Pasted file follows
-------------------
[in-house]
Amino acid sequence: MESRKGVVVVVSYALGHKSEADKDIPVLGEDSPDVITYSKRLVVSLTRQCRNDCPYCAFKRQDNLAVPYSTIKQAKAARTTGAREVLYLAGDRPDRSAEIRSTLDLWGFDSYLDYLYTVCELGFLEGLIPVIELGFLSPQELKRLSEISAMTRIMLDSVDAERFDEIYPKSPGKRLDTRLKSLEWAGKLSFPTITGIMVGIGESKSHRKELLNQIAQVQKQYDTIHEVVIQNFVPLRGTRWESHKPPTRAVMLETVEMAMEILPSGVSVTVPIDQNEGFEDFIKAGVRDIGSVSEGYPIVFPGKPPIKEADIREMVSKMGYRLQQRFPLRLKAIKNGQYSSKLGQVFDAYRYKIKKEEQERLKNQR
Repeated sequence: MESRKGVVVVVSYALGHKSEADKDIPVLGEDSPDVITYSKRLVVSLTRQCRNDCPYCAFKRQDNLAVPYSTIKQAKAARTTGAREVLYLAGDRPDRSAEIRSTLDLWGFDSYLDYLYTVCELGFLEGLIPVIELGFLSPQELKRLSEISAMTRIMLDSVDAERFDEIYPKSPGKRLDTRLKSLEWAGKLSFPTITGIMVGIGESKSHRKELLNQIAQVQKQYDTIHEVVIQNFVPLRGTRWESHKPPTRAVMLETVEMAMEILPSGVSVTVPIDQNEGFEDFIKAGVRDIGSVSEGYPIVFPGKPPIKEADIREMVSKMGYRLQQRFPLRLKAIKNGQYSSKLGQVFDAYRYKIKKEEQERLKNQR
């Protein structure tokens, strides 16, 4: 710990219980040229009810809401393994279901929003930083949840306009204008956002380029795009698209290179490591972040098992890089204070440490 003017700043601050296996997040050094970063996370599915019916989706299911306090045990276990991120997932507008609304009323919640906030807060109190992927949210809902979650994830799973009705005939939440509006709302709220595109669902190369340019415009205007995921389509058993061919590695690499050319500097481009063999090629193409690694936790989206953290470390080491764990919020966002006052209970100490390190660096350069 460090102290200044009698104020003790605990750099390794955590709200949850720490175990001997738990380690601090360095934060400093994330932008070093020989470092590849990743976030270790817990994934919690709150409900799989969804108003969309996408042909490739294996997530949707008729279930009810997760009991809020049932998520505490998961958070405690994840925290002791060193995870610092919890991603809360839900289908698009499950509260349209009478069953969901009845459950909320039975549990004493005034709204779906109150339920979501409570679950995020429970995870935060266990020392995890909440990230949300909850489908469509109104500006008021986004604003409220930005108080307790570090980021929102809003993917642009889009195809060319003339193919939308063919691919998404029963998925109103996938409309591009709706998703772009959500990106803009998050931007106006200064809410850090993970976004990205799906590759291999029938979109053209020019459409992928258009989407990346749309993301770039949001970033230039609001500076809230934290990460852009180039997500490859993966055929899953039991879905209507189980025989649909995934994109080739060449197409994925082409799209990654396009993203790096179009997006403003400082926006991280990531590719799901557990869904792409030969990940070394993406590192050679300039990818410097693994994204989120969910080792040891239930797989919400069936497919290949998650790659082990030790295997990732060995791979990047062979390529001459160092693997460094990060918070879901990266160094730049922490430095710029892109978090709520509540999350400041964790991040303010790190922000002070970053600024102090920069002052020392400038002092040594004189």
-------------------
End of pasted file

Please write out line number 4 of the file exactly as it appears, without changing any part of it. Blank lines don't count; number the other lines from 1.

């Protein structure tokens, strides 16, 4: 710990219980040229009810809401393994279901929003930083949840306009204008956002380029795009698209290179490591972040098992890089204070440490 003017700043601050296996997040050094970063996370599915019916989706299911306090045990276990991120997932507008609304009323919640906030807060109190992927949210809902979650994830799973009705005939939440509006709302709220595109669902190369340019415009205007995921389509058993061919590695690499050319500097481009063999090629193409690694936790989206953290470390080491764990919020966002006052209970100490390190660096350069 460090102290200044009698104020003790605990750099390794955590709200949850720490175990001997738990380690601090360095934060400093994330932008070093020989470092590849990743976030270790817990994934919690709150409900799989969804108003969309996408042909490739294996997530949707008729279930009810997760009991809020049932998520505490998961958070405690994840925290002791060193995870610092919890991603809360839900289908698009499950509260349209009478069953969901009845459950909320039975549990004493005034709204779906109150339920979501409570679950995020429970995870935060266990020392995890909440990230949300909850489908469509109104500006008021986004604003409220930005108080307790570090980021929102809003993917642009889009195809060319003339193919939308063919691919998404029963998925109103996938409309591009709706998703772009959500990106803009998050931007106006200064809410850090993970976004990205799906590759291999029938979109053209020019459409992928258009989407990346749309993301770039949001970033230039609001500076809230934290990460852009180039997500490859993966055929899953039991879905209507189980025989649909995934994109080739060449197409994925082409799209990654396009993203790096179009997006403003400082926006991280990531590719799901557990869904792409030969990940070394993406590192050679300039990818410097693994994204989120969910080792040891239930797989919400069936497919290949998650790659082990030790295997990732060995791979990047062979390529001459160092693997460094990060918070879901990266160094730049922490430095710029892109978090709520509540999350400041964790991040303010790190922000002070970053600024102090920069002052020392400038002092040594004189």